In 2010, TellTargeting concluded a pilot trial in which 50 patients underwent CARL® treatment. The trial was carried out in cooperation with the Freiburg University Medical Centre and the Breast Centre in Offenburg and came up with promising results: since this procedure is not associated with adverse effects and is much better tolerated by patients than standard chemotherapy, CARL® has the potential to intensify cancer therapy by using a higher initial drug dose.
“With our innovation we are able to offer patients the possibility of undergoing cancer treatment without the large number of adverse effects that are normally associated with chemotherapy,” said Pütz highlighting that the procedure is quite costly and not yet reimbursed by health insurance companies. Patients therefore have to pay for the treatment themselves. The high costs are due to the fact that the liposomal version of the drug is more expensive than the active substance itself. It is marketed by an American company and price reductions are not likely to occur in the foreseeable future. Treatment involves four to five apheresis cycles that cost 2000 euros each. “CARL® is therefore unable to generate high sales volumes, at least at present, which is why we have decided to remain in our current jobs rather than working full time for our company,” said Pütz. The company owners are continuing their research and hope that CARL® will at some stage become standard cancer therapy. Last year, Pütz and his colleagues filed a new patent for a method that enables the more rapid and patient-friendly determination of doxorubicin content in the body during infusion using a lab-on-a-chip device. In analogy to the CARL® method, this innovation is also aimed at discontinuing the administration of drugs as soon as sufficient quantities of drugs are present in the organism.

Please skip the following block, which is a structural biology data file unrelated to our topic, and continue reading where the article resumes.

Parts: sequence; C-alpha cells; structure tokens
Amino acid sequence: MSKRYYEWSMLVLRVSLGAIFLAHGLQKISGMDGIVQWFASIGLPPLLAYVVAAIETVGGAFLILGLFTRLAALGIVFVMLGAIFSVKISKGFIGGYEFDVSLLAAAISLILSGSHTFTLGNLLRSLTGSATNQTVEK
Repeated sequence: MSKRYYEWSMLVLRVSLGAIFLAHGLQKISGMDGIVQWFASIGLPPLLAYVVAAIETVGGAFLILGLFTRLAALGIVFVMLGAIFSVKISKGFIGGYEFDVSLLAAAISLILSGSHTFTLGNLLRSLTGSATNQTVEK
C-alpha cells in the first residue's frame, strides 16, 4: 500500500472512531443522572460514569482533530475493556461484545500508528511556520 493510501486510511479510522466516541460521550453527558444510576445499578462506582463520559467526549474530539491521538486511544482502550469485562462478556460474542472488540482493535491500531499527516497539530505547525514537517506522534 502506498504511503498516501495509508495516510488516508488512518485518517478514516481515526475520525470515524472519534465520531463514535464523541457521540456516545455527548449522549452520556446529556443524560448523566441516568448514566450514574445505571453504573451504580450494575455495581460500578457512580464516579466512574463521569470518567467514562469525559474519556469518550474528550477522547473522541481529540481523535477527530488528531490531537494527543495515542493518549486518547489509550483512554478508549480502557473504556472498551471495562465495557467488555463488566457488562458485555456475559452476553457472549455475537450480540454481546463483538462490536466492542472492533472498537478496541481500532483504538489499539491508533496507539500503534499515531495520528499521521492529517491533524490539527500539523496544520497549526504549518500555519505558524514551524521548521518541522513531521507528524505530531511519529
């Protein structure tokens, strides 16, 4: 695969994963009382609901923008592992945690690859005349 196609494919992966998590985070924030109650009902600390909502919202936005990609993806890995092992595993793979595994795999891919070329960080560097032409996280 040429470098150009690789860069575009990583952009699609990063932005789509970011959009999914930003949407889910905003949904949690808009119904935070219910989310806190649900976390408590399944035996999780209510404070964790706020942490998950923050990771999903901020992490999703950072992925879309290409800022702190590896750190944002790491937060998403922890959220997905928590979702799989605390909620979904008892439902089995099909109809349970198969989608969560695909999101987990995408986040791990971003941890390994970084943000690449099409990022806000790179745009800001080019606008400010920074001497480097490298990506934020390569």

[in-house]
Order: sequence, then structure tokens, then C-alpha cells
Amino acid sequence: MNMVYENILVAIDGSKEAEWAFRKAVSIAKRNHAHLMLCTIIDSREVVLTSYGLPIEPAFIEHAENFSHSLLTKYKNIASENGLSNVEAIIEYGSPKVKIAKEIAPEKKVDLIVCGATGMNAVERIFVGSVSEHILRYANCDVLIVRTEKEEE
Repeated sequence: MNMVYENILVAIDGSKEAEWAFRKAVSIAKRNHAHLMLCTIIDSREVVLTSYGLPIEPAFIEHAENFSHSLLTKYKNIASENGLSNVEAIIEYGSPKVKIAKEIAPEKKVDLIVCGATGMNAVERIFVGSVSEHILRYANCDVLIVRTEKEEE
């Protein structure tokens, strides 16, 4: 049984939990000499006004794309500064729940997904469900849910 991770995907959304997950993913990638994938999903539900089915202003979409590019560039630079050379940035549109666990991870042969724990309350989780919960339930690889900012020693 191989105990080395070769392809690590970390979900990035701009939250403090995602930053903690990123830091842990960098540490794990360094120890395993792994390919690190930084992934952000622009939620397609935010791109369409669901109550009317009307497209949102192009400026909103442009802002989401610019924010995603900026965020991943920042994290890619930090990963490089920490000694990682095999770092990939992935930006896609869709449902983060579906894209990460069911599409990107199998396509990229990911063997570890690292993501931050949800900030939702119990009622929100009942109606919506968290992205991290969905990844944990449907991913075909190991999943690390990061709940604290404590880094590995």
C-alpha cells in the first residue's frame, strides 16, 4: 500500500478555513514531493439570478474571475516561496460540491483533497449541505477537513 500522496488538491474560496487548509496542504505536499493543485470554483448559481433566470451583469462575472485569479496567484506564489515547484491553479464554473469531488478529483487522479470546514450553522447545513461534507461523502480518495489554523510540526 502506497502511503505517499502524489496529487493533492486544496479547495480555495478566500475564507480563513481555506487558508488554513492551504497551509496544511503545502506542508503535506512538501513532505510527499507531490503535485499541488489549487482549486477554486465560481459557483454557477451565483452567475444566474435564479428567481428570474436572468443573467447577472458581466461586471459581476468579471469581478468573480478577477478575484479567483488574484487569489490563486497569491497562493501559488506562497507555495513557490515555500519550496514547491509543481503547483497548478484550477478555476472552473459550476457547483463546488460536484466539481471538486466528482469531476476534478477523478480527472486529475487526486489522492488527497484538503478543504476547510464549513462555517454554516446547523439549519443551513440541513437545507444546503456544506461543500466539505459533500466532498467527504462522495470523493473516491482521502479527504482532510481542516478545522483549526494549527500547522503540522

Further information:Dr. Gerhard Pütz University of Freiburg Medical CentreDepartment of Clinical ChemistryHugstetterstr. 5579106 FreiburgTel.: +49 (0)761/270-32070E-mail: gerhard.puetz(at)uniklinik-freiburg.de